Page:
Locomotor activity indexed by horizontal distance traveled in the open field appeared higher in the EphA4−/− mice on both test days, and this effect seemed to be accompanied by an increase in variability (Fig. 3). Levene's test of equality of variances confirmed that the EphA4−/− group exhibited significantly higher variance in the average distance traveled across the 2 days relative to the other two groups (F2,29 = 11.99, P < 0.001), as illustrated by the estimated standard deviations: WT = 238.41, HT = 213.08 and KO = 638.60 cm per 5-min bin. To meet the homoscedasticity assumption of parametric anova, the activity data were subjected to a logarithmic transformation to minimize the impact of between-group difference on variance (Levene's test: P = 0.20).

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Figure 3. Individual differences in open field activity. This illustrates that the EphA4−/− (KO) group exhibited higher variability compared with the EphA4+/+ (WT) and EphA4+/− (HT) groups, which was confirmed by Levene's test of equality of variances (see Results). The genotype difference appeared more pronounced on day 2 (estimated group standard deviation: WT = 281.27, HT = 285.09, KO = 1122.84 cm) than on day 1 (estimated group standard deviation: WT = 224.32, HT = 245.26, KO = 592.10 cm). The activity data were therefore log transformed prior to parametric anova as illustrated in Fig. 4. All values are mean ± SE. WT, n = 11; HT, n = 12; KO, n = 9.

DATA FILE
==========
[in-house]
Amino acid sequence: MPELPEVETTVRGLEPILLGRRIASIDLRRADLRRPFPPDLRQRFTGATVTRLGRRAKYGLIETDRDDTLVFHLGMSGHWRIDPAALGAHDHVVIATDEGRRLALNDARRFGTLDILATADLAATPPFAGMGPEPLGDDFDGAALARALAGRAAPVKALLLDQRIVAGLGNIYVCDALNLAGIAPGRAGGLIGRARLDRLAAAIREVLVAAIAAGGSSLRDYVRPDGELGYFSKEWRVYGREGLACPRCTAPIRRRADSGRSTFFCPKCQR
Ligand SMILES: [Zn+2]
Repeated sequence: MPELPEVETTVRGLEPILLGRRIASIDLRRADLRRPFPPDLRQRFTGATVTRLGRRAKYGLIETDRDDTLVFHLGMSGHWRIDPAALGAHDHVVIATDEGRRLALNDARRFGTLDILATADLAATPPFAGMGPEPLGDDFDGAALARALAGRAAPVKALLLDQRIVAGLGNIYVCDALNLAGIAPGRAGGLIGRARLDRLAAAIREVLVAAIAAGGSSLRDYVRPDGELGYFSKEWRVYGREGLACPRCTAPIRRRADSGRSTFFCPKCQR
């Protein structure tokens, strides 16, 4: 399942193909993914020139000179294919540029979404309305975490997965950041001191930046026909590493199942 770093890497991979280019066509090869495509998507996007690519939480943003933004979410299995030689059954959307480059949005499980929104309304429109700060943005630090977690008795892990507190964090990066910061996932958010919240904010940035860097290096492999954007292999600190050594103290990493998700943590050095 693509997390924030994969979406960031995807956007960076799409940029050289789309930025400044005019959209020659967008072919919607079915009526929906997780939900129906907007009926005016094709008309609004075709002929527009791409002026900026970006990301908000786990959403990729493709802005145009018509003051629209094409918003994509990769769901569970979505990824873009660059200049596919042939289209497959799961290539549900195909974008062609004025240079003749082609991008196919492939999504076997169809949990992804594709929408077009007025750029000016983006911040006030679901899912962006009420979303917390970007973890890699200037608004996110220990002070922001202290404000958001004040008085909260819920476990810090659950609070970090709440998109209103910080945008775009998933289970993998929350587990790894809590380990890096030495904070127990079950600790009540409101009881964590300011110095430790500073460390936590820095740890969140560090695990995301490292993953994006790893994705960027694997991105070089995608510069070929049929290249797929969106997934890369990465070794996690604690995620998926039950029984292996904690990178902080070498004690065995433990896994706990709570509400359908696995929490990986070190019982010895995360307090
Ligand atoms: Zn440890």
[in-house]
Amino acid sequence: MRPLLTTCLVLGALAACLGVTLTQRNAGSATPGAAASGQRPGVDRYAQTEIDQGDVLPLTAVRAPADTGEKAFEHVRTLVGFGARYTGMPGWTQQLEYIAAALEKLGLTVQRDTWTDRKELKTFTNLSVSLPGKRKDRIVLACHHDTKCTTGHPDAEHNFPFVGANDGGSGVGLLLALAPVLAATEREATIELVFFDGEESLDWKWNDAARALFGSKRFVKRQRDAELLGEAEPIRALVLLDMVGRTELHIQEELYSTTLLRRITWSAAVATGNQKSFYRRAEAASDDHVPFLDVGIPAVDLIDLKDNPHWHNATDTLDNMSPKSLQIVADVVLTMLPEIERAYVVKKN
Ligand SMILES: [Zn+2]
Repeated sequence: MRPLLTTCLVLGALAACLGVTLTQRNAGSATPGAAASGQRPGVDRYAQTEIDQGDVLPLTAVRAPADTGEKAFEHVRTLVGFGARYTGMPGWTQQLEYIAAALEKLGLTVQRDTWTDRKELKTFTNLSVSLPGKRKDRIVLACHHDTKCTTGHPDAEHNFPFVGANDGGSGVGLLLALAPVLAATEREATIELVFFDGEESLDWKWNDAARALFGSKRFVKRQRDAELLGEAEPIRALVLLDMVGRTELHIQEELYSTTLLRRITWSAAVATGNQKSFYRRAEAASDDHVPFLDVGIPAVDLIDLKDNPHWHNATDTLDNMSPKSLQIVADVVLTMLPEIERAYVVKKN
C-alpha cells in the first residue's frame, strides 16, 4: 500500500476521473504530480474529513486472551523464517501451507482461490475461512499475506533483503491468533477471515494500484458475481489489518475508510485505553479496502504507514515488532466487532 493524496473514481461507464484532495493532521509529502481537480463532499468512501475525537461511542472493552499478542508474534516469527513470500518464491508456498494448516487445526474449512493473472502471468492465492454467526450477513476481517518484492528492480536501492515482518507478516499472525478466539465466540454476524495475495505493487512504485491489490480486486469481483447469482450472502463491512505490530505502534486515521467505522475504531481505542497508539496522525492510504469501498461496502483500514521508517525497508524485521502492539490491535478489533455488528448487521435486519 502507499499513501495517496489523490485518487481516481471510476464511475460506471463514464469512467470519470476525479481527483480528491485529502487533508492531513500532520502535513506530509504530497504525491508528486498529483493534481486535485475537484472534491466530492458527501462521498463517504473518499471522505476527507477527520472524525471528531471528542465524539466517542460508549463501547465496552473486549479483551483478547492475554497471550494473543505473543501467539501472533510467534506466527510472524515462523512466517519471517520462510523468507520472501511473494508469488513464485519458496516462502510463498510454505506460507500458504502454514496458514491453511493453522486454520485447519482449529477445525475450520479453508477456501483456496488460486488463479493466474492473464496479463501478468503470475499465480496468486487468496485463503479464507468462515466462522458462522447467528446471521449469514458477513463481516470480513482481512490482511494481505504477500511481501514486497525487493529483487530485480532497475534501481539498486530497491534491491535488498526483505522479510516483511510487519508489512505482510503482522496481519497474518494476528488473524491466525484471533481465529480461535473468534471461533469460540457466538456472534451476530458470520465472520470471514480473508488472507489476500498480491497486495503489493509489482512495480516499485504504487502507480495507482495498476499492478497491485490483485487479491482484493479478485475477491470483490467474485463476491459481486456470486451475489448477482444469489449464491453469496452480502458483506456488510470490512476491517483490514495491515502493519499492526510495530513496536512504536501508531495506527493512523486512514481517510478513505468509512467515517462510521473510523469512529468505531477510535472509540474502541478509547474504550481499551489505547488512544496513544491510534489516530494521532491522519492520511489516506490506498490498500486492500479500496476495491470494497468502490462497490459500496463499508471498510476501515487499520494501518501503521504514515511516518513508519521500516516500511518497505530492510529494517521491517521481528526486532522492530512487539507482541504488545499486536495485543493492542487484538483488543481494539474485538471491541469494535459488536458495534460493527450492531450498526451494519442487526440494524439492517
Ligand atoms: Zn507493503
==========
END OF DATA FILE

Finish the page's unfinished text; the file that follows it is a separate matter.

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The 3 × 2 × 12 (genotype × days × 5-min bins) repeated-measures anova of the log-transformed activity data yielded a significant main effect of genotype (F2,29 = 8.59, P < 0.001), indicating that locomotor activity was enhanced in the EphA4−/− mice (Fig. 4). Subsequent post hoc analyses confirmed that the overall distance traveled was significantly increased on both days in EphA4−/− mice relative to EphA4+/+ mice (day 1: P < 0.001, day 2: P < 0.01) and EphA4+/− mice (day 1: P < 0.001, day 2: P < 0.01). Hyperlocomotion in EphA4−/− mice mainly resulted from a failure of within-session habituation which was evident on both days. This gave rise to a significant main effect of 5-min bins (F11,319 = 24.13, P < 0.001) and a genotype × bins interaction (F22,319 = 1.86, P < 0.05). Irrespective of genotype, locomotor activity was reduced on the second day compared to the first day, yielding a main effect of days (F1,29 = 16.43, P < 0.001). The genotype × days interaction did not achieve statistical significance. Parallel analysis of the number of rearings recorded in the open field did not yield any significant effects (data not shown).

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Figure 4. Increased spontaneous locomotor activity in EphA4−/− mice. Distance moved (cm) is expressed as a function of 5-min bins (ln transformed). A clear habituation effect is lacking in EphA4−/− (KO) mice on both testing days, as evidenced by a significant genotype × 5-min bins interaction (P < 0.05). Furthermore, EphA4−/− mice displayed a significant overall increase in distance moved compared to EphA4+/+ (WT) and EphA4+/− (HT) mice. **P < 0.01 based on Fisher's LSD post hoc comparison. All values are mean ± SE. WT, n = 11; HT, n = 12; KO, n = 9.